Just Finished Reading: A Brief History of Britain (1660 – 1851) The Making of the Nation by William Gibson (FP: 2010)
This is the third in the series of the History of Britain and covers the period I probably know least about – basically from the Civil War(s) to the height of the Victorian Age. But it’s not nothing much happened in this period. Quite the opposite in fact! We start with the Restoration of the Monarchy (after the death of Cromwell), recovery from the Civil War(s), the Glorious Revolution, The Regency Period and finally the crowning of Victoria. Whilst all that was happening we had the world’s first Industrial Revolution, successfully fought wars with the Dutch (gaining New York previously New Amsterdam), the French and the Spanish and acquiring a global Empire almost by accident. We also trembled in our boots during the French Revolution in case it happened here to and, of course, lost our American Colonies. We also hosted our very own version of the European Enlightenment and made great strides towards becoming a Democracy. During this period Britain became much more recognisable as a truly modern nation with all of the attributes and institutions you would expect. The final bracketing date – 1851 – signified Britain’s growing confidence on the world stage with the Great Exhibition of that year held at the newly built Crystal Palace.
Oddly, not being a royalist in any way, I found the royal succession to be one of the most interesting aspects of this era especially when Parliament got rather anxious over the idea of a potential Catholic monarch and decided to choose a King more to their liking by basically inviting in the Dutch William of Orange and his wife to please rule over us! As it was a pretty peaceful affair as these things go it earned its name of the Glorious Revolution – it was in fact pretty much a coup. Of course later on we decided to bring in The Elector of Hanover to be our King who was crowned as George I ushering in the German line of the present monarchy which was strengthened by Victoria marrying Prince Albert of Saxe-Coburg and Gotha (whose ancestors later changed their name to Windsor because it sounded more patriotic and rather less, you know, German).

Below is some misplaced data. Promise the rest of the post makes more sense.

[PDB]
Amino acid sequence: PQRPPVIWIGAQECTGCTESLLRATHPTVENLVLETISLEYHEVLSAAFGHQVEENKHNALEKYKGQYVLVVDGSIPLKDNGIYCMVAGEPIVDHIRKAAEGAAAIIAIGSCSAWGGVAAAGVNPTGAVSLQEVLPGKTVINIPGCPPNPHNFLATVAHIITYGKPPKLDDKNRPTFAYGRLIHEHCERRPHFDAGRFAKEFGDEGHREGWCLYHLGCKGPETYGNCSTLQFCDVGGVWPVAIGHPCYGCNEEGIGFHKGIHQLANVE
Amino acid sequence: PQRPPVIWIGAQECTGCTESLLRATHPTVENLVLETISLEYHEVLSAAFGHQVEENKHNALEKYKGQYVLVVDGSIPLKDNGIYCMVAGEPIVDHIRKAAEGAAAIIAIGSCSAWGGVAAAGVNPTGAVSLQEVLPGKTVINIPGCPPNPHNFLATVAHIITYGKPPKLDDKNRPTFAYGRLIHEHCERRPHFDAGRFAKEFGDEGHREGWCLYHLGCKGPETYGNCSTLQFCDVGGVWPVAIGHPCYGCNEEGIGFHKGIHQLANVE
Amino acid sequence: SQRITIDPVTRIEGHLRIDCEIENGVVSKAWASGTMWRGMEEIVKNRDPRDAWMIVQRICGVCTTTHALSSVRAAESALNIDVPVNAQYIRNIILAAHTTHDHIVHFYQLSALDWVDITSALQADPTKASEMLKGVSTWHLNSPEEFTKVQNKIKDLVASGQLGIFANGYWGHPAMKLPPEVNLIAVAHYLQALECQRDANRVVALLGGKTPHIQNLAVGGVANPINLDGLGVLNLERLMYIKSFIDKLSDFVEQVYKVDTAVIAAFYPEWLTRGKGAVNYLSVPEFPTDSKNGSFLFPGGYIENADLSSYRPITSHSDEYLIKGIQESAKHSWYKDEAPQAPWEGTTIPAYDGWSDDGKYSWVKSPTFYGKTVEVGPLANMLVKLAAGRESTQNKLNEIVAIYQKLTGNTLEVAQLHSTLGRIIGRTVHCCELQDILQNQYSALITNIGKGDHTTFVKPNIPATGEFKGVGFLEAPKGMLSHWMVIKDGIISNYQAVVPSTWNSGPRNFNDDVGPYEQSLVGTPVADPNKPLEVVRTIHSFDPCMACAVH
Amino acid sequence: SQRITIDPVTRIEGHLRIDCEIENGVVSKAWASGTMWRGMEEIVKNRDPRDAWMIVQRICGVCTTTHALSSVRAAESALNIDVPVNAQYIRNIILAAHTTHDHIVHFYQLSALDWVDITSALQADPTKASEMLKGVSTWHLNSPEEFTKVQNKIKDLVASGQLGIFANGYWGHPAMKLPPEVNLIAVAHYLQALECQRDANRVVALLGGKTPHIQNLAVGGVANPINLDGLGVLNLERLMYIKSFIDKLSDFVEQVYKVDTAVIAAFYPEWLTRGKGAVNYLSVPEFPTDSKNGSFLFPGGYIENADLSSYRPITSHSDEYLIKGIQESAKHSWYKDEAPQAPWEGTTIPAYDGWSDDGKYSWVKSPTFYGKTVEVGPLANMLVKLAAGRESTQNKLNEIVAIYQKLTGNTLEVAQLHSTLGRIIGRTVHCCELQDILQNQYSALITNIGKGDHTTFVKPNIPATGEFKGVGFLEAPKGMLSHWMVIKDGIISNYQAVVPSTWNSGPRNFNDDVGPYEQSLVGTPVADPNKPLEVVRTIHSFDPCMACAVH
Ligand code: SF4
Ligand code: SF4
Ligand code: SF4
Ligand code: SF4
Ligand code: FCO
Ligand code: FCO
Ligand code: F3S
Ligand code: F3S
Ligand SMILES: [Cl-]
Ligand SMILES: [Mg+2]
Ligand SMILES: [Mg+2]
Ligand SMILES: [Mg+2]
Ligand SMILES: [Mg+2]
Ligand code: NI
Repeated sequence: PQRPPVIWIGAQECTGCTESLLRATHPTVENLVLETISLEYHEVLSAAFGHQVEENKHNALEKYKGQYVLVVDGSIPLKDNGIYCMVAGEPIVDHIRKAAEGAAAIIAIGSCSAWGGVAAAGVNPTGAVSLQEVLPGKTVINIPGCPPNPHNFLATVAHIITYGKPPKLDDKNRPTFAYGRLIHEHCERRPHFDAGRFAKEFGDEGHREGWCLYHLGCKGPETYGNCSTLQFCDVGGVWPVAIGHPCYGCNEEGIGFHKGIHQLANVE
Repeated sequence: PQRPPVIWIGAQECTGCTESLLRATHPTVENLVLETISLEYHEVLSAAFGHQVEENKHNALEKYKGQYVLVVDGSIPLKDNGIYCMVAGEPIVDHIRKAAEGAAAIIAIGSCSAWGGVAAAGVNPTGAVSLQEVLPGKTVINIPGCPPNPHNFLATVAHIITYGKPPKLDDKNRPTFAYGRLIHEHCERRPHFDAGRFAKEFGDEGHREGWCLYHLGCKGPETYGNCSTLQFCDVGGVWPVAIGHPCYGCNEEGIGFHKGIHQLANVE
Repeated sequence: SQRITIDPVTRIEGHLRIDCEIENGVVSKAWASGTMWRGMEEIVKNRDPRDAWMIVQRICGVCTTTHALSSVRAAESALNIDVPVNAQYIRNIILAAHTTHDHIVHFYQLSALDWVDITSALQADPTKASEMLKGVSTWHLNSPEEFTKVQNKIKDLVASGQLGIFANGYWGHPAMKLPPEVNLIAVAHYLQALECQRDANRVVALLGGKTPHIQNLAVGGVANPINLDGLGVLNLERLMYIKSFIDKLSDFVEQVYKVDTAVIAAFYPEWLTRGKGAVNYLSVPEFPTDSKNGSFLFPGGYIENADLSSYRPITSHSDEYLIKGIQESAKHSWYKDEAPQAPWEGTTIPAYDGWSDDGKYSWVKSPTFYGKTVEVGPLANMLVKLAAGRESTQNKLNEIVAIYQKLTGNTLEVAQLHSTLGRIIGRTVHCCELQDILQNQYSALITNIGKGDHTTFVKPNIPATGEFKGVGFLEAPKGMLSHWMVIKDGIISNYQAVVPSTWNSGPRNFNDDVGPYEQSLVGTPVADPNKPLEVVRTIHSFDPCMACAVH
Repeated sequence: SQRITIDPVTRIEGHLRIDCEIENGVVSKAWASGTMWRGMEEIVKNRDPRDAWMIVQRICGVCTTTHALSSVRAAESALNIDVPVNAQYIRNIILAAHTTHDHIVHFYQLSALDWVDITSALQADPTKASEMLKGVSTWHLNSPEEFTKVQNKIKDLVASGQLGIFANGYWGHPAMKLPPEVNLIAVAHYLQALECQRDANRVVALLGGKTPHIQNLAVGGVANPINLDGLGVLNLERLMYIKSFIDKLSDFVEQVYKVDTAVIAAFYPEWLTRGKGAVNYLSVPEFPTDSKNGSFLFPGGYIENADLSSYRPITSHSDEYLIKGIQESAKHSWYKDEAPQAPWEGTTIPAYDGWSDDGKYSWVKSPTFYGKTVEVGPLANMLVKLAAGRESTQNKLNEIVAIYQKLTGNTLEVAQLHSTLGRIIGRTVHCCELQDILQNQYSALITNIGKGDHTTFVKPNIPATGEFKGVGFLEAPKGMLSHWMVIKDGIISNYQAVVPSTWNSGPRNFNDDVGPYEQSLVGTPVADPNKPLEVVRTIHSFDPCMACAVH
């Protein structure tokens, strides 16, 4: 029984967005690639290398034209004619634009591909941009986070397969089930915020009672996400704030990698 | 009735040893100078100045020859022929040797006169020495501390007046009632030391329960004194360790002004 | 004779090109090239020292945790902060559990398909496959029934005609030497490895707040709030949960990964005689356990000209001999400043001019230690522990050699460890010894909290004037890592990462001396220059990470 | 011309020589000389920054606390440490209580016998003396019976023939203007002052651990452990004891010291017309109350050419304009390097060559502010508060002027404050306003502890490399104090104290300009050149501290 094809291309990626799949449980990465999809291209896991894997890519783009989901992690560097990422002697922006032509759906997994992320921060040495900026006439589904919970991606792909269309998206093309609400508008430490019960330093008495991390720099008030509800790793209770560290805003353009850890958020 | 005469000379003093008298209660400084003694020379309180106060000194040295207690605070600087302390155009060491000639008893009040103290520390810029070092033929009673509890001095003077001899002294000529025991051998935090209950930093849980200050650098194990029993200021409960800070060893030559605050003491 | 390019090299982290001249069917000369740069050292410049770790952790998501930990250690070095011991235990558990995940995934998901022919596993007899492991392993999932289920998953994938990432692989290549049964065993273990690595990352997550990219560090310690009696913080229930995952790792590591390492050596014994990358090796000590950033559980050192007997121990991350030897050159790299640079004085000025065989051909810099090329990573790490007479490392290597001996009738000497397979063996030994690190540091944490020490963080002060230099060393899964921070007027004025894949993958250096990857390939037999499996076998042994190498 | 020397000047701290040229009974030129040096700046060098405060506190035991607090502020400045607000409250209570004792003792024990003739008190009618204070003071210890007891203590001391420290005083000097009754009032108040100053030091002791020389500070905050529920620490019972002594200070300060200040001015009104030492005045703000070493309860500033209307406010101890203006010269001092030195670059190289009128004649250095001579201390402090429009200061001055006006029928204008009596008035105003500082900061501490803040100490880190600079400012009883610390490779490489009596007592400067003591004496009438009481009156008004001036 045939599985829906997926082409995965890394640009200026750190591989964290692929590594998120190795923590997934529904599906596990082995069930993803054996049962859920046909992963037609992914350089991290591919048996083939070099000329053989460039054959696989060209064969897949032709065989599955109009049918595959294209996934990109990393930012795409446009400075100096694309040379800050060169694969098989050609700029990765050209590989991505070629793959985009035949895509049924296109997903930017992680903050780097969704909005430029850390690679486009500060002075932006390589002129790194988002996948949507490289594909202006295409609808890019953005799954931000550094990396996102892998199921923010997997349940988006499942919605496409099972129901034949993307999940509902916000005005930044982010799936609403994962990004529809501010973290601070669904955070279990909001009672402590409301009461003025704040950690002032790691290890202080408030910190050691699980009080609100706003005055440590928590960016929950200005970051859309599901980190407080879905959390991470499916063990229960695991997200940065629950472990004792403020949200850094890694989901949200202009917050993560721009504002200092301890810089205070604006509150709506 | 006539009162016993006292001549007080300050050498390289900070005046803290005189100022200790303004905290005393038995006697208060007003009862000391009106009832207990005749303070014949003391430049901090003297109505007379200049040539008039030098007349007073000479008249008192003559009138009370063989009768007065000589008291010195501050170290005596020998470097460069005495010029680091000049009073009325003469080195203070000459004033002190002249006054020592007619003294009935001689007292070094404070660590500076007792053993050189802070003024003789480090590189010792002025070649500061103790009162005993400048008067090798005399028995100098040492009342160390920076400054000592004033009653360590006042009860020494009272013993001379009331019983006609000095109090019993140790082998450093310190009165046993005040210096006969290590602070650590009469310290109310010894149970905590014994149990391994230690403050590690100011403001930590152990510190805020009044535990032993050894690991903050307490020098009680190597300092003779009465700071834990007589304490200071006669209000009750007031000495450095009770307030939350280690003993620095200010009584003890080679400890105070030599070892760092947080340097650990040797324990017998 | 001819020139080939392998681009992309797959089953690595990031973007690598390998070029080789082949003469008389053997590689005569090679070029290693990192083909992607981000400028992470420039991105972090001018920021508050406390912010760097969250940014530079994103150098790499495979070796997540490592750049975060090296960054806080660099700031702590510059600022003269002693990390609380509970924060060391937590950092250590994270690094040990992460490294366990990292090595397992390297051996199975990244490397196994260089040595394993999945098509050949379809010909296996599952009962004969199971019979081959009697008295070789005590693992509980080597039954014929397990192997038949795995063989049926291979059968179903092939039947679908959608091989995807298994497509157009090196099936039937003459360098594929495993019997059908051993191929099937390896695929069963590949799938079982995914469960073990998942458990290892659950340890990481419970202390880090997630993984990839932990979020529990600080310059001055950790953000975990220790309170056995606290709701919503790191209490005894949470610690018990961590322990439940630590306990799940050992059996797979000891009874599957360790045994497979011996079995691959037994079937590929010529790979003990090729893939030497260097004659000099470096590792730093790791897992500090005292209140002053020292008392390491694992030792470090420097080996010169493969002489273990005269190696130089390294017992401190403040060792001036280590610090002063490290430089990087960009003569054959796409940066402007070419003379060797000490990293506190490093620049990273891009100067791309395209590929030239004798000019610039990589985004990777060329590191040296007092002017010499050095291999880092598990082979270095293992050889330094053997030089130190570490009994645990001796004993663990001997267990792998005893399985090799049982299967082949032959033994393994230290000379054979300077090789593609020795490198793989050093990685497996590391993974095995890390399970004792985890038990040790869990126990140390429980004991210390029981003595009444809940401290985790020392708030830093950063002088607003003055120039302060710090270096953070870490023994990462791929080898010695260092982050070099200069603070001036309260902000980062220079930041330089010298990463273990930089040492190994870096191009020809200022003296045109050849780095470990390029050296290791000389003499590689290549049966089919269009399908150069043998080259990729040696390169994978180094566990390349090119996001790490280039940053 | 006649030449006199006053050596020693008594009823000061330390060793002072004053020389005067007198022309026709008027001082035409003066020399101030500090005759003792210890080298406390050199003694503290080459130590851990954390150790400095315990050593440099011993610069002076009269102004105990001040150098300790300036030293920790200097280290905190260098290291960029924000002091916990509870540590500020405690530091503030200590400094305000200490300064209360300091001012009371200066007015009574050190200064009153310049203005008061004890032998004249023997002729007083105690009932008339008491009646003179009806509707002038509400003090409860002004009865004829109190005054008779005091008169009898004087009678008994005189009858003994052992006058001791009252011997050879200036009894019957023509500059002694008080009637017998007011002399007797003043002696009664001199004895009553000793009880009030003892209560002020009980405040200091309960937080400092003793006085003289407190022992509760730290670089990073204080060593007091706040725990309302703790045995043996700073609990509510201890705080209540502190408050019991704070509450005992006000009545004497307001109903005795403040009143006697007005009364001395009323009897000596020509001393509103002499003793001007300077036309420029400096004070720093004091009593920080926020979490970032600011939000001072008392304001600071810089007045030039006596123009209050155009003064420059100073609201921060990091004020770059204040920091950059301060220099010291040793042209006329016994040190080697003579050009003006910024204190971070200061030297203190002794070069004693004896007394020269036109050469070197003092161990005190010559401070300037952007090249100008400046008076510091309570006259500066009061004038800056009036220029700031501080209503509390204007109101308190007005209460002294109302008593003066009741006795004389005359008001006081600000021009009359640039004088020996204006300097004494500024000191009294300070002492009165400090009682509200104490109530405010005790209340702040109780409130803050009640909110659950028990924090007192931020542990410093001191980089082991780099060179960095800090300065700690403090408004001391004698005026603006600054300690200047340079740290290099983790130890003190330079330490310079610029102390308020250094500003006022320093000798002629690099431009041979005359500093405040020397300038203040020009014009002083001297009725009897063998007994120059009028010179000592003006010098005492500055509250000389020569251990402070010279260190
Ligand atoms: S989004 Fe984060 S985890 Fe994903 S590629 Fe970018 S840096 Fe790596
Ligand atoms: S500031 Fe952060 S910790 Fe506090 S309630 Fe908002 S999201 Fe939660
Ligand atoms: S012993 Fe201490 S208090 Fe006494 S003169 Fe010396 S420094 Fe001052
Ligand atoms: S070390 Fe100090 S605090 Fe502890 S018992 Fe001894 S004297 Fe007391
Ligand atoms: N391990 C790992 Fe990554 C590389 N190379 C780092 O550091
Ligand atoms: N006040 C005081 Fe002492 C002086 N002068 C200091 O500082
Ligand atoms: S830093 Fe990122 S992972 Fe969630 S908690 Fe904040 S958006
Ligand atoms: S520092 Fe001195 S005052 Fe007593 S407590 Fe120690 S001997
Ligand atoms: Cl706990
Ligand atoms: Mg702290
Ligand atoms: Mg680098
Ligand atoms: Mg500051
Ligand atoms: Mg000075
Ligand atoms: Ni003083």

As you might imagine it’s difficult to condense 190 years of history into a few paragraphs. Luckily the author (who, as far as I know, has no relation to the SF author of the same name) had 345 pages to do the period more justice. But as always with such things much of the detail is missing and only the highlights get any kind of wordage. Despite this he did get me interested in an age I am now somewhat more familiar with and I’ll be following up some of the topics covered by him. You’ll probably already be aware that I have a long time interest in the Industrial Revolution but I’ll see if I can dig a bit more up about some of the political aspects of the age as working people, and women, began finding their own voices and their political ‘feet’. Much more British History to come.